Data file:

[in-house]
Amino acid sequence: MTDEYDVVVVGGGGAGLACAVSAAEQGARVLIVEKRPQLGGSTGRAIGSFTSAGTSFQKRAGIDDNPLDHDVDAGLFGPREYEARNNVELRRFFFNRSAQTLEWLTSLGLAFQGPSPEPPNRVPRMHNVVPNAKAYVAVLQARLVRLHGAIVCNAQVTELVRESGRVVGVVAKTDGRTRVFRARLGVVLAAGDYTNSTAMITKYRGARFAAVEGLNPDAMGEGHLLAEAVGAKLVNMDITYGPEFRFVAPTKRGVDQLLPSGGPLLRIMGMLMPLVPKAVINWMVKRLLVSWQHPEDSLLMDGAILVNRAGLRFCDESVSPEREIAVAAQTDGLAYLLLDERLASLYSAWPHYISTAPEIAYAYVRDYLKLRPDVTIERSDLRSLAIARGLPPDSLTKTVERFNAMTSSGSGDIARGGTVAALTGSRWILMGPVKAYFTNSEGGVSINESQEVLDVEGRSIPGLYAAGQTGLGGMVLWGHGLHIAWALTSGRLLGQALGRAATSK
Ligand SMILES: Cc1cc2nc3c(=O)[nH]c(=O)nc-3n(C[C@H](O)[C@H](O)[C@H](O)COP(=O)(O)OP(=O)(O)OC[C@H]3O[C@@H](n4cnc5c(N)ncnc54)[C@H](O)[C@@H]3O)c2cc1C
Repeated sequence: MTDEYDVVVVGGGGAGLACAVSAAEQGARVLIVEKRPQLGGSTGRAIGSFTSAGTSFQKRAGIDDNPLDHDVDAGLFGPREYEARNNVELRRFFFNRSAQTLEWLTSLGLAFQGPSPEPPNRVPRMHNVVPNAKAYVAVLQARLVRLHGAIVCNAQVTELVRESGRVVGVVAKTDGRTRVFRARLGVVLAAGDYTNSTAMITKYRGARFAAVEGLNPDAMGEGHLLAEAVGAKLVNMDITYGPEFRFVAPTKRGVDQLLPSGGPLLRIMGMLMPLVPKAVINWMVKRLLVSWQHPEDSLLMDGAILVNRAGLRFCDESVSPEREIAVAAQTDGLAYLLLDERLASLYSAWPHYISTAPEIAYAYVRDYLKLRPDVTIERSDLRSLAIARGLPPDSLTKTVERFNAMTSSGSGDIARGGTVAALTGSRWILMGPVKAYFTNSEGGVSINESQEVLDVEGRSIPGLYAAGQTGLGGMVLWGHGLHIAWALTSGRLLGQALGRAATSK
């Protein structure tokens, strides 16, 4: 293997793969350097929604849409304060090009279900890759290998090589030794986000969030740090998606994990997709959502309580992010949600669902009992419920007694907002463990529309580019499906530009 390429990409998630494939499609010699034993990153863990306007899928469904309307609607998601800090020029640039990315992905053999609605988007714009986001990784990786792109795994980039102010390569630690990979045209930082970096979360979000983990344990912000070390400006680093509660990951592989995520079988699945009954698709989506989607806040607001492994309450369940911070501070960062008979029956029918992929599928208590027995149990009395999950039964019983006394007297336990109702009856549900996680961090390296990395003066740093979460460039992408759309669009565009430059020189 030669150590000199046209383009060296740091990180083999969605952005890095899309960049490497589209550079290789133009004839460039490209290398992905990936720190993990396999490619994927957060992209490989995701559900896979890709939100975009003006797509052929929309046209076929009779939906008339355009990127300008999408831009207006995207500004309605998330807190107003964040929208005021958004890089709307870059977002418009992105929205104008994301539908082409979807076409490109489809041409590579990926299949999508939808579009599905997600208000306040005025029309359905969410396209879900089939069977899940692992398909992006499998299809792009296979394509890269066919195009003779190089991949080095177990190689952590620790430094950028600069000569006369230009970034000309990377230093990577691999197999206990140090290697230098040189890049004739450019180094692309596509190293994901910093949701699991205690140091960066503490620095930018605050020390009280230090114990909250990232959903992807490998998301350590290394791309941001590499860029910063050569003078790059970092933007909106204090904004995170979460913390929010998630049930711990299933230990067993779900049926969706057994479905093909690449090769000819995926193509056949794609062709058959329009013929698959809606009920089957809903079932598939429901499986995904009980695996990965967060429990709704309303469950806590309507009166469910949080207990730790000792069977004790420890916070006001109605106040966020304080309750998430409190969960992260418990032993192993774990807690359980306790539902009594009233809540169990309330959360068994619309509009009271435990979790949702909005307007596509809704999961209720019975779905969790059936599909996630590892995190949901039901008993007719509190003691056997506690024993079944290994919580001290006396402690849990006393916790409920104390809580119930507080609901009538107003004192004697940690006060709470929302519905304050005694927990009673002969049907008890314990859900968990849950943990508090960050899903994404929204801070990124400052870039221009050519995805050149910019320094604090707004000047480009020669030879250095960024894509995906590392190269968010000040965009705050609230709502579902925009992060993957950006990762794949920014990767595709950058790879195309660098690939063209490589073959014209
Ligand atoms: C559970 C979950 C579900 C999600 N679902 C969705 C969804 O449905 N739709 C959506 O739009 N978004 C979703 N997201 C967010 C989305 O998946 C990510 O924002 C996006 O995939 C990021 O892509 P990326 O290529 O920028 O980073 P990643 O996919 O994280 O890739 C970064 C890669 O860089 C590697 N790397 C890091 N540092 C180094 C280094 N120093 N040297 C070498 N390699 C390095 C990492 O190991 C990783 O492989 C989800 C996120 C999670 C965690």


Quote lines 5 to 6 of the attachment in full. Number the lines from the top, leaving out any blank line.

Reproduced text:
């Protein structure tokens, strides 16, 4: 293997793969350097929604849409304060090009279900890759290998090589030794986000969030740090998606994990997709959502309580992010949600669902009992419920007694907002463990529309580019499906530009 390429990409998630494939499609010699034993990153863990306007899928469904309307609607998601800090020029640039990315992905053999609605988007714009986001990784990786792109795994980039102010390569630690990979045209930082970096979360979000983990344990912000070390400006680093509660990951592989995520079988699945009954698709989506989607806040607001492994309450369940911070501070960062008979029956029918992929599928208590027995149990009395999950039964019983006394007297336990109702009856549900996680961090390296990395003066740093979460460039992408759309669009565009430059020189 030669150590000199046209383009060296740091990180083999969605952005890095899309960049490497589209550079290789133009004839460039490209290398992905990936720190993990396999490619994927957060992209490989995701559900896979890709939100975009003006797509052929929309046209076929009779939906008339355009990127300008999408831009207006995207500004309605998330807190107003964040929208005021958004890089709307870059977002418009992105929205104008994301539908082409979807076409490109489809041409590579990926299949999508939808579009599905997600208000306040005025029309359905969410396209879900089939069977899940692992398909992006499998299809792009296979394509890269066919195009003779190089991949080095177990190689952590620790430094950028600069000569006369230009970034000309990377230093990577691999197999206990140090290697230098040189890049004739450019180094692309596509190293994901910093949701699991205690140091960066503490620095930018605050020390009280230090114990909250990232959903992807490998998301350590290394791309941001590499860029910063050569003078790059970092933007909106204090904004995170979460913390929010998630049930711990299933230990067993779900049926969706057994479905093909690449090769000819995926193509056949794609062709058959329009013929698959809606009920089957809903079932598939429901499986995904009980695996990965967060429990709704309303469950806590309507009166469910949080207990730790000792069977004790420890916070006001109605106040966020304080309750998430409190969960992260418990032993192993774990807690359980306790539902009594009233809540169990309330959360068994619309509009009271435990979790949702909005307007596509809704999961209720019975779905969790059936599909996630590892995190949901039901008993007719509190003691056997506690024993079944290994919580001290006396402690849990006393916790409920104390809580119930507080609901009538107003004192004697940690006060709470929302519905304050005694927990009673002969049907008890314990859900968990849950943990508090960050899903994404929204801070990124400052870039221009050519995805050149910019320094604090707004000047480009020669030879250095960024894509995906590392190269968010000040965009705050609230709502579902925009992060993957950006990762794949920014990767595709950058790879195309660098690939063209490589073959014209
Ligand atoms: C559970 C979950 C579900 C999600 N679902 C969705 C969804 O449905 N739709 C959506 O739009 N978004 C979703 N997201 C967010 C989305 O998946 C990510 O924002 C996006 O995939 C990021 O892509 P990326 O290529 O920028 O980073 P990643 O996919 O994280 O890739 C970064 C890669 O860089 C590697 N790397 C890091 N540092 C180094 C280094 N120093 N040297 C070498 N390699 C390095 C990492 O190991 C990783 O492989 C989800 C996120 C999670 C965690």